Alcohol Consumption and Metabolic Syndrome: Does the Type of Beverage Matter?

Boston University School of Medicine, Room B-612, 715 Albany Street, Boston, Massachusetts 02118, USA. .
Obesity research (Impact Factor: 4.95). 10/2004; 12(9):1375-85. DOI: 10.1038/oby.2004.174
Source: PubMed

ABSTRACT To examine the association between total and beverage-specific alcohol consumption and the prevalence odds of metabolic syndrome (MS).
Using a cross-sectional design, we studied 4510 white participants of the National Heart, Lung, and Blood Institute Family Heart Study. We used generalized estimating equations adjusting for age, education, risk group, smoking, physical activity, diabetes mellitus, coronary heart disease, energy intake, energy from fat, fruits, and vegetables, dietary cholesterol, dietary fiber, and use of multivitamins to estimate the prevalence odds of MS by alcohol intake.
Compared with never-drinkers, multivariate odds ratios (95% confidence interval) for MS were 1.12 (0.85 to 1.49), 0.68 (0.36 to 1.28), 0.72 (0.50 to 1.03), 0.66 (0.44 to 0.99), and 0.80 (0.55 to 1.16) among men who were former drinkers and who were current drinkers of 0.1 to 2.5, 2.6 to 12.0, 12.1 to 24.0, and >24.0 g/d of alcohol, respectively (p for linear trend 0.018). Corresponding values for women were 0.86 (0.69 to 1.09), 0.80 (0.43 to 1.34), 0.47 (0.33 to 0.66), 0.47 (0.30 to 0.74), and 0.39 (0.21 to 0.74), respectively (p for trend < 0.0001). The reduced prevalence odds of MS was observed across all beverage types: compared with never-drinkers, multivariate adjusted odds ratios (95% confidence interval) of MS were 0.32 (0.14 to 0.73), 0.42 (0.23 to 0.77), 0.57 (0.30 to 1.09), and 0.56 (0.36 to 0.88) for subjects who consumed >7 drinks/wk of wine only, beer only, spirits only, and more than one type of beverage, respectively.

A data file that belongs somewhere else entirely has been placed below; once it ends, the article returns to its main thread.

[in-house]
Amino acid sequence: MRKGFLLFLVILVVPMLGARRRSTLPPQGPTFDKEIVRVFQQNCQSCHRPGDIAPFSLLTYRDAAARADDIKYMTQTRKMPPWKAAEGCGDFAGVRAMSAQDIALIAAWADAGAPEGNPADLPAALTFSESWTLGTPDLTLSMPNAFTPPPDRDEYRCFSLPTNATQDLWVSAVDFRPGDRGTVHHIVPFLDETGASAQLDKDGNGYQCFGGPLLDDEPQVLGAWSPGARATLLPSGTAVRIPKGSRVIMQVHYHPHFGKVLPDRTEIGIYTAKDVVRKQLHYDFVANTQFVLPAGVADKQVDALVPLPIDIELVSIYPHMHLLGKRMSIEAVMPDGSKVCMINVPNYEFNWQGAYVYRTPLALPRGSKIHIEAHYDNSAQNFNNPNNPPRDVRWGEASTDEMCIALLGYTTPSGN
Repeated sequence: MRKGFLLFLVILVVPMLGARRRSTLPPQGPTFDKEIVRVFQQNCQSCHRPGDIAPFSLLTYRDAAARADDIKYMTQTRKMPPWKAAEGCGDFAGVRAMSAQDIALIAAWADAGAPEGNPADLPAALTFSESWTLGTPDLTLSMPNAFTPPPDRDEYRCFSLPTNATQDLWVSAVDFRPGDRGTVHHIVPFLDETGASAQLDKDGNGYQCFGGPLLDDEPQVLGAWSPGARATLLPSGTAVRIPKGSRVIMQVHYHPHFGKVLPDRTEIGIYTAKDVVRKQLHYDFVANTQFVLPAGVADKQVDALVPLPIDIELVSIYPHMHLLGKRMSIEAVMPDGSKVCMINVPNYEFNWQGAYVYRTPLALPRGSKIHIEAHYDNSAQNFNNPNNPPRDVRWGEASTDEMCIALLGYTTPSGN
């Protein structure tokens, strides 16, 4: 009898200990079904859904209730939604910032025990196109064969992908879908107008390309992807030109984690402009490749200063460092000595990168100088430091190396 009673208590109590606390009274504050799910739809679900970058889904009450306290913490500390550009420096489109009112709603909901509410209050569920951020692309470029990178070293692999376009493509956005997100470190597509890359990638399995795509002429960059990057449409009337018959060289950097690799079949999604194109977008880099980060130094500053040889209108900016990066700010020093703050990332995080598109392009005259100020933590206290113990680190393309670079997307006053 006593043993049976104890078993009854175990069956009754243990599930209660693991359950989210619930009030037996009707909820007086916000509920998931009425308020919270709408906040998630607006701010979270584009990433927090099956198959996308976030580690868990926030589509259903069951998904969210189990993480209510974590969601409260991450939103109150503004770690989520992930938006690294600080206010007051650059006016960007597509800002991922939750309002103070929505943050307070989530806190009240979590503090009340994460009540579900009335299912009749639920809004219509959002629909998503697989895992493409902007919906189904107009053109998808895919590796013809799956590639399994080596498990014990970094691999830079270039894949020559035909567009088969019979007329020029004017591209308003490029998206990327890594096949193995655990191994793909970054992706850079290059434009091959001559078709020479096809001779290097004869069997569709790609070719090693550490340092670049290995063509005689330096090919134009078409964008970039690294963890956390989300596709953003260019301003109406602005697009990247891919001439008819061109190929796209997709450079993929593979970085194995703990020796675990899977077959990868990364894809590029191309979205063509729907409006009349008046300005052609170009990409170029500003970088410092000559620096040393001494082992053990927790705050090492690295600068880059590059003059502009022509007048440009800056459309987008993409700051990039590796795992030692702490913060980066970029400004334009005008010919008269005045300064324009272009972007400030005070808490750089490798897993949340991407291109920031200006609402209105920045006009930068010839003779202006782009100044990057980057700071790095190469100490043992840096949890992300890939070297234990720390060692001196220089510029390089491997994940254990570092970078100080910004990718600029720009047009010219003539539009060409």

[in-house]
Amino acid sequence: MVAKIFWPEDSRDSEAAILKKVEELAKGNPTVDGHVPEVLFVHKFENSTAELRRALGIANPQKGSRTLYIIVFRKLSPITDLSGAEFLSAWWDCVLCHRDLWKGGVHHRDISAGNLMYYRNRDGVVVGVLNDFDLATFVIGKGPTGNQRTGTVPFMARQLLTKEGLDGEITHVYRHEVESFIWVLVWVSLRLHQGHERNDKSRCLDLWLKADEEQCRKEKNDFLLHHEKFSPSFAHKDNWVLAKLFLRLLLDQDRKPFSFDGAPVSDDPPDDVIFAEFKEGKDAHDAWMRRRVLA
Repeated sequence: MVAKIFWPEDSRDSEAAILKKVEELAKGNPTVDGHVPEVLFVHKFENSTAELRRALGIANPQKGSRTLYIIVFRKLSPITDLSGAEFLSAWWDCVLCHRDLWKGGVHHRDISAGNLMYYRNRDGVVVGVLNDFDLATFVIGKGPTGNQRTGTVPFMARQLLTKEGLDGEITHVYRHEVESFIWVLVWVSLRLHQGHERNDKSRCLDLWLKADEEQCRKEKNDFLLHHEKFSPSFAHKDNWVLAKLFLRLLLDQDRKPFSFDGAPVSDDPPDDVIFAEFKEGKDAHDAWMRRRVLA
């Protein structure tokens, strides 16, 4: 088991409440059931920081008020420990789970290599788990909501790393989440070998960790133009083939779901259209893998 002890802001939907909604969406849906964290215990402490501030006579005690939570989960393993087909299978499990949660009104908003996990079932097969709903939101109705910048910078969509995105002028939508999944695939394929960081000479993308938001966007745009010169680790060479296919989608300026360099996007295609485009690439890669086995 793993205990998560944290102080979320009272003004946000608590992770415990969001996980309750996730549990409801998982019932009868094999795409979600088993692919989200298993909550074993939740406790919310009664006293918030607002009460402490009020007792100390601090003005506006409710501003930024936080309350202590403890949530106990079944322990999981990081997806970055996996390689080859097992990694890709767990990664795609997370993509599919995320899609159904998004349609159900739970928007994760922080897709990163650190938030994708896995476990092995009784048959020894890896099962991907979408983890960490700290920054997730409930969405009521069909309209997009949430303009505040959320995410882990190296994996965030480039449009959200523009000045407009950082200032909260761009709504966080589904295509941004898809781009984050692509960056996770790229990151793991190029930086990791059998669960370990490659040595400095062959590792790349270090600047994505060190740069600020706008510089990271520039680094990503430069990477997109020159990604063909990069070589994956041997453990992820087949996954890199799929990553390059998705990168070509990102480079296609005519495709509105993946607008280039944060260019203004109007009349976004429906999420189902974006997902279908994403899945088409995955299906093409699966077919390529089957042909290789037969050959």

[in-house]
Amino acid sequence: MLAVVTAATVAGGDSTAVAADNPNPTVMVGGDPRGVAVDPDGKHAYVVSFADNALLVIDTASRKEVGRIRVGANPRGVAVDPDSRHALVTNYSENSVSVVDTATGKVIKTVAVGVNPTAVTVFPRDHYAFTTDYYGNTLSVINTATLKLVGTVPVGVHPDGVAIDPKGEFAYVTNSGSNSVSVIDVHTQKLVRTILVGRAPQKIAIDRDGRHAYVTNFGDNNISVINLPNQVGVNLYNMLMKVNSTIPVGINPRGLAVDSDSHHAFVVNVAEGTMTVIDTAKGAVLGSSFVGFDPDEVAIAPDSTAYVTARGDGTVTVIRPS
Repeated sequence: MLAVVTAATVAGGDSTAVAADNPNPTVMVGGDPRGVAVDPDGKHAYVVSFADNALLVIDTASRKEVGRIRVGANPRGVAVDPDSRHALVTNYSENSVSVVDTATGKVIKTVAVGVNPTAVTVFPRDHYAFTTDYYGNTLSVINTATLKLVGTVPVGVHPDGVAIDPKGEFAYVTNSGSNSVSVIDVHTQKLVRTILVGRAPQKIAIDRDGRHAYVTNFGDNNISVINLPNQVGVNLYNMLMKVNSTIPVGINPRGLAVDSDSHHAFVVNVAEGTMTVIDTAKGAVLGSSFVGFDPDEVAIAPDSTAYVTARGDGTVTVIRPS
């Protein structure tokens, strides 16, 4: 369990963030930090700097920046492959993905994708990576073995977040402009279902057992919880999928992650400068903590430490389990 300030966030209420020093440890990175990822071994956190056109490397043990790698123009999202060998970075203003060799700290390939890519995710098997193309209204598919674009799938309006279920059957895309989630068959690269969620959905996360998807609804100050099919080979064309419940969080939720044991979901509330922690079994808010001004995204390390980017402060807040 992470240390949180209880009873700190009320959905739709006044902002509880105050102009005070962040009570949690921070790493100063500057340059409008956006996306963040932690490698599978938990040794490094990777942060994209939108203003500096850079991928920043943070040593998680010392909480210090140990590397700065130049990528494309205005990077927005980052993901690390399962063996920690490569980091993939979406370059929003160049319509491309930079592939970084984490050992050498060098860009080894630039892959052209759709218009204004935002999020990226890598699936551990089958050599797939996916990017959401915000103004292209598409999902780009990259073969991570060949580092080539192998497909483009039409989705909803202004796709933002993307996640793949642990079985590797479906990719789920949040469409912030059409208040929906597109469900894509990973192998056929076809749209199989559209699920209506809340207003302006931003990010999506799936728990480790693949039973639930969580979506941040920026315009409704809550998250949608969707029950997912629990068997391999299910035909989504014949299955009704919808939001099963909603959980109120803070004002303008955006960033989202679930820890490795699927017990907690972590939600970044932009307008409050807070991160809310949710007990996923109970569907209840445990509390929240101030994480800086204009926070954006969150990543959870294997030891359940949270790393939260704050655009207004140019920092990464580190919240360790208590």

Our data indicate that alcohol consumption is associated with a lower prevalence of MS irrespective of the type of beverage consumed. Prospective studies are needed to confirm these findings and to assess the influence of drinking patterns on the alcohol-MS association.

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Available from: Luc Djoussé, Apr 06, 2015
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    • "The prevalence rate of MS in entire study sample was 9.4% by IDF criteria and 10.9% by modified NCEP ATP-III. 12.1% (IDF) and 14% (modified NCEP ATP-III) MS in the patients with alcohol dependence was within the range of 5- 31% reported for subjects taking alcohol by the Western studies (Djousse et al., 2004; Gigleux et al., 2006; Rosell et al., 2003; Santos, 2007; Teixeira & Rocha, 2007; Urashima et al., 2005; Villegas et al., 2004; Yoon et al., 2004; Zhu et al., 2004). The prevalence of MS in the patients with opioid dependence in our study was 5% (IDF) and 6% (modified NCEP ATP-III) was lower than earlier study (Mattoo et al., 2011). "
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